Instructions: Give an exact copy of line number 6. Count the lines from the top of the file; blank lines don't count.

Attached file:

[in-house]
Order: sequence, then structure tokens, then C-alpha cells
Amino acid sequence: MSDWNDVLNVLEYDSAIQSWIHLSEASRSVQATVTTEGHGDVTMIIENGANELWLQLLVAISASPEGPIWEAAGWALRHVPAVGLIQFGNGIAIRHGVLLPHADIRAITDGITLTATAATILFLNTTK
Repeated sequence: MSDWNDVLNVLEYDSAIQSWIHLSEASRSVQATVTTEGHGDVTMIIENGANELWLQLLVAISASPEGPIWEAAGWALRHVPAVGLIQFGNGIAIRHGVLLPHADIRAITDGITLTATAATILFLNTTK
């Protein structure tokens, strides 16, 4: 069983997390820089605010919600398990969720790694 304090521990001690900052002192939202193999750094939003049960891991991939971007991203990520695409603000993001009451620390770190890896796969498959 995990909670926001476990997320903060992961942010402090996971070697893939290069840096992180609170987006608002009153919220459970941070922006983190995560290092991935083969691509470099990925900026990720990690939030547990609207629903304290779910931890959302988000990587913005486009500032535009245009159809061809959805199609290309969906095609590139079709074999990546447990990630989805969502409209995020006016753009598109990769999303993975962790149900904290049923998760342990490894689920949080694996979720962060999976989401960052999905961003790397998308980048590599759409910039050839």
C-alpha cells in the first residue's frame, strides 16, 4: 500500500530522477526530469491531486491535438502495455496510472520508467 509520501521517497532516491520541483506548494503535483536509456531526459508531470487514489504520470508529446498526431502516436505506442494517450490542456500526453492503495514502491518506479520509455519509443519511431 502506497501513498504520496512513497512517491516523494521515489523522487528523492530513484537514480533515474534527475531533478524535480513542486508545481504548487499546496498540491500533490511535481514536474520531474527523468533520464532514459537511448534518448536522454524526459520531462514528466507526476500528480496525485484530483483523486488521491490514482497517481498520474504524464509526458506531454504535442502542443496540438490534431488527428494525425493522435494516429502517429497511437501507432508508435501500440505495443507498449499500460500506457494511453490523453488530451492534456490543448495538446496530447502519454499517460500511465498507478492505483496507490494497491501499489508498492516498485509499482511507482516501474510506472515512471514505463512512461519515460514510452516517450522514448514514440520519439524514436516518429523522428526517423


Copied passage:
C-alpha cells in the first residue's frame, strides 16, 4: 500500500530522477526530469491531486491535438502495455496510472520508467 509520501521517497532516491520541483506548494503535483536509456531526459508531470487514489504520470508529446498526431502516436505506442494517450490542456500526453492503495514502491518506479520509455519509443519511431 502506497501513498504520496512513497512517491516523494521515489523522487528523492530513484537514480533515474534527475531533478524535480513542486508545481504548487499546496498540491500533490511535481514536474520531474527523468533520464532514459537511448534518448536522454524526459520531462514528466507526476500528480496525485484530483483523486488521491490514482497517481498520474504524464509526458506531454504535442502542443496540438490534431488527428494525425493522435494516429502517429497511437501507432508508435501500440505495443507498449499500460500506457494511453490523453488530451492534456490543448495538446496530447502519454499517460500511465498507478492505483496507490494497491501499489508498492516498485509499482511507482516501474510506472515512471514505463512512461519515460514510452516517450522514448514514440520519439524514436516518429523522428526517423